Death Toll From Floods in Central Coastal Vietnam Reaches 15

Some district residents report that they are still waiting for aid deliveries from relief teams.

Villagers in a boat transport boxes of instant noodles they received as relief aid past flooded homes in a village in Huong Khe district, central Vietnam's Ha Tinh province, Oct. 16, 2016.

Severe flooding in the north and south central coastal regions of Vietnam has caused 15 deaths and more than U.S. $44 million in losses and has imposed humanitarian hardships on residents unable to flee, state media reported Wednesday.

Six people remain missing, and 225 houses have been completely destroyed. More than 42,100 other homes have collapsed, according to the reports.

The flooding has affected the provinces of Ha Tinh, Quang Binh, Quang Tri, Thua Thien Hue, Quang Ngai, Binh Dinh, Phu Yen, Khanh Hoa, Ninh Thuan, Binh Thuan, Kon Tum, Gia Lai and Dak Lak.

“When the flood came, we ran toward the fields,” said a female resident of hard-hit Ha Tinh province, who gave her name as Lan. “We did not have any means of transportation.”

“If we had heard the weather forecast sooner, we could have moved our belongings,” she told RFA’s Vietnamese Service. “But this time the flood came too fast, and we couldn’t do anything. The water rose fast. We couldn’t even move our motorbikes.”

Another woman from Ha Tinh province named Loi told RFA that only “strong people could move up to higher houses.” She also said she received some packages of instant noodles from volunteers but none from the local government.

A man named Tu from Ha Tinh province said residents want the government to help them build homes on higher ground so they don’t continue to suffer whenever floods hit the area.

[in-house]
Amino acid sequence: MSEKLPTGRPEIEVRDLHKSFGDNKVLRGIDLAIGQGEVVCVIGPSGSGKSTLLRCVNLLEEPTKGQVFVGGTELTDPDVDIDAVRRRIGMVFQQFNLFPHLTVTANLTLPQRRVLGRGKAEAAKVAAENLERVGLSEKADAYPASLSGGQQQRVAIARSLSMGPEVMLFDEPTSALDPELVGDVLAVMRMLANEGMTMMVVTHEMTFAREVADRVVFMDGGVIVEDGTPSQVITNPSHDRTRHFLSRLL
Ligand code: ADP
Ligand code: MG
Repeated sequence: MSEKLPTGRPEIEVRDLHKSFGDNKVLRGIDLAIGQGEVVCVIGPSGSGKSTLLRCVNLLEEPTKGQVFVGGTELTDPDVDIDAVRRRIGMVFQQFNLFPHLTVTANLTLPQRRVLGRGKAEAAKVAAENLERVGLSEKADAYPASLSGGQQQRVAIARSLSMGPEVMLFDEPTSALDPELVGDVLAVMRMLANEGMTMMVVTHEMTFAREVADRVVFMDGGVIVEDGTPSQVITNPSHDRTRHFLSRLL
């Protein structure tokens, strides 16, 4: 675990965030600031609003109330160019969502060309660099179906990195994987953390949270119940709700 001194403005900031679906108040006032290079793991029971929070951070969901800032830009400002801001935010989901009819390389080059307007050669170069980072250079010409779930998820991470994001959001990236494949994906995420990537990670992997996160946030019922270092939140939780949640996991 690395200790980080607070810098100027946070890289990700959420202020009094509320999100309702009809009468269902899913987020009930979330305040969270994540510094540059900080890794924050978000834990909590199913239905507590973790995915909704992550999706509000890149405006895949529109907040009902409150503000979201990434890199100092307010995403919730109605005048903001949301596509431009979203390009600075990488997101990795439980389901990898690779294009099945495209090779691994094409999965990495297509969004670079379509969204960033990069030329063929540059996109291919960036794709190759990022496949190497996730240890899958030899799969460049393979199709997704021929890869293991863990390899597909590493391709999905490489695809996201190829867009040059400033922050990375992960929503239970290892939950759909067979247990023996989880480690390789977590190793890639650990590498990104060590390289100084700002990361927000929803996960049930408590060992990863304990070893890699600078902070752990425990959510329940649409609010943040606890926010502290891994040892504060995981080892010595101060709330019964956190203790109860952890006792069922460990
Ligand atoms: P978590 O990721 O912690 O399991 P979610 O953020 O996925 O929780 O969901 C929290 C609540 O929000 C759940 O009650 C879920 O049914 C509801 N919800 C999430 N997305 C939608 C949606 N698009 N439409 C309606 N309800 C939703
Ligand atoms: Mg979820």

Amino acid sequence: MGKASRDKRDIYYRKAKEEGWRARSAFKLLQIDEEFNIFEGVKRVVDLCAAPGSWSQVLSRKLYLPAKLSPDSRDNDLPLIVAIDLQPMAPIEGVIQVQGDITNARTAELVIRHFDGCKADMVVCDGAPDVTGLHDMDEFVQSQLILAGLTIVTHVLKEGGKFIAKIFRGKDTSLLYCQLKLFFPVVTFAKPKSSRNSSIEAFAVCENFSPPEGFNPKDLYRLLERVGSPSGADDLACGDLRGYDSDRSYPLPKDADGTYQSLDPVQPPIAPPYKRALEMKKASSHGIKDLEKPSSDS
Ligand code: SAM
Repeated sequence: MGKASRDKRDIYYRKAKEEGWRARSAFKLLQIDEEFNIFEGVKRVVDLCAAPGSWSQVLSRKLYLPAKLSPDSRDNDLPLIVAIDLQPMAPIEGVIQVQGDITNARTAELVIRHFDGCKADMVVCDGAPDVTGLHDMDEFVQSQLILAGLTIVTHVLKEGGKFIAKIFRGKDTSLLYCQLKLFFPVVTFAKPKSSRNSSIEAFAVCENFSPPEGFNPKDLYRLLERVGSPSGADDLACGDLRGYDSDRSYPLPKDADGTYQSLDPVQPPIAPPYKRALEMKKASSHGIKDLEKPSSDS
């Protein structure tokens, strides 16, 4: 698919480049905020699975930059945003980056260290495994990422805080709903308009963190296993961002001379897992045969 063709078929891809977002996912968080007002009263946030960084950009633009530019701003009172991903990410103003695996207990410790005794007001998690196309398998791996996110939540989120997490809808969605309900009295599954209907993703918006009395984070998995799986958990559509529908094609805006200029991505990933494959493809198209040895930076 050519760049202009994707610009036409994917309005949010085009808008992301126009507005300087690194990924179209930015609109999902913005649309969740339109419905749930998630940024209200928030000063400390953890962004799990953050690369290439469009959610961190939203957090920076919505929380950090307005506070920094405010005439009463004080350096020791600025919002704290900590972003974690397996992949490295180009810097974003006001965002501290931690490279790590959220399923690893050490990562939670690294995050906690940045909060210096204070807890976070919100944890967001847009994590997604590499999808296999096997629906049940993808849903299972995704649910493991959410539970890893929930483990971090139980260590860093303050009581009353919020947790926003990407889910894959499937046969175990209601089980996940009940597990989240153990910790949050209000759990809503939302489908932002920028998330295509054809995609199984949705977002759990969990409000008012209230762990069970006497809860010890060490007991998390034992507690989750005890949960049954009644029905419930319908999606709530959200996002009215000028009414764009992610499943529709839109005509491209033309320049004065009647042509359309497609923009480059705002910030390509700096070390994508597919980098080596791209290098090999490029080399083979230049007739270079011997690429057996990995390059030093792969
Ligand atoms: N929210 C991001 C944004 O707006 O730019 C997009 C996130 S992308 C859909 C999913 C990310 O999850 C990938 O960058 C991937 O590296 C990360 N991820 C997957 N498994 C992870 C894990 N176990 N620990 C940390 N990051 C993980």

A resident of Phuong My village in the rural district Huong Khe in Ha Tinh province, who declined to give his name, told RFA that his village received most of the relief supplies in Huong Khe district because it lies in the lowest area that has been affected by the flooding.

“Most of the relief teams came here,” he said, adding that about four or five groups have visited his village on most days.

“In general, families have received scores of boxes of instant noodles, tons of rice, and millions of Vietnamese dong,” he said.

His family and others in the area have received 32 boxes of instant noodles and about 40 million dong (U.S. $1,800), the man said.

Provincial administrations are soliciting funds from the central government in Hanoi for local relief and repair work.

Khanh Hoa province officials have asked the central government to provide 226 billion dong (U.S. $9.94 million) in flood recovery funds, while authorities in Phu Yen province have requested 105 billion dong (U.S. $4.62 million) for road repairs, media reports said.

Still waiting

Relief teams have been unable to reach some Roman Catholic parishes, including Thinh Lac, Trai Nai, Xuan son, Ky Lac, Ky Son, in Ha Tinh's Huong Khe district, and those in Dien Truong, Tay Son, Quang Hai, and Ba Don in Quang Binh province, locals said.

“Whenever floods come, people in this area lose a lot,” Nguyen Van Hung, a priest at Dien Truong parish in Quang Binh province, told RFA, adding that a major flood hit in the area in 2010, the year he arrived there.

Water rose as high as some rooftops during another major flood three years ago, he said.

“I plan to move people to higher places,” Hung said. “But whenever there is a flood here, people in the region receive no help because relief teams don’t come on account of transportation difficulties, and the media do not pay much attention to us.”

“The parishioners are hungry,” he said.

On Tuesday, the country’s National Center for Hydro-Meteorological Forecasting warned of rising floodwaters along rivers in the central provinces from Nghe An to Quang Binh as well as flash floods and landslides.

Several of the central provinces are still recovering from severe flooding three weeks ago caused by torrential rains that began drenching the region around mid-October, killing about 35 people and displacing thousands of others, according to media reports.

More heavy rain began falling at the end of October causing  severe flooding in Ha Tinh, Quang Trị and Quang Binh provinces.  

Reported by Kieu Nhi and Cao Viet Hoa for RFA’s Vietnamese Service. Translated by Viet Ha. Written in English by Roseanne Gerin.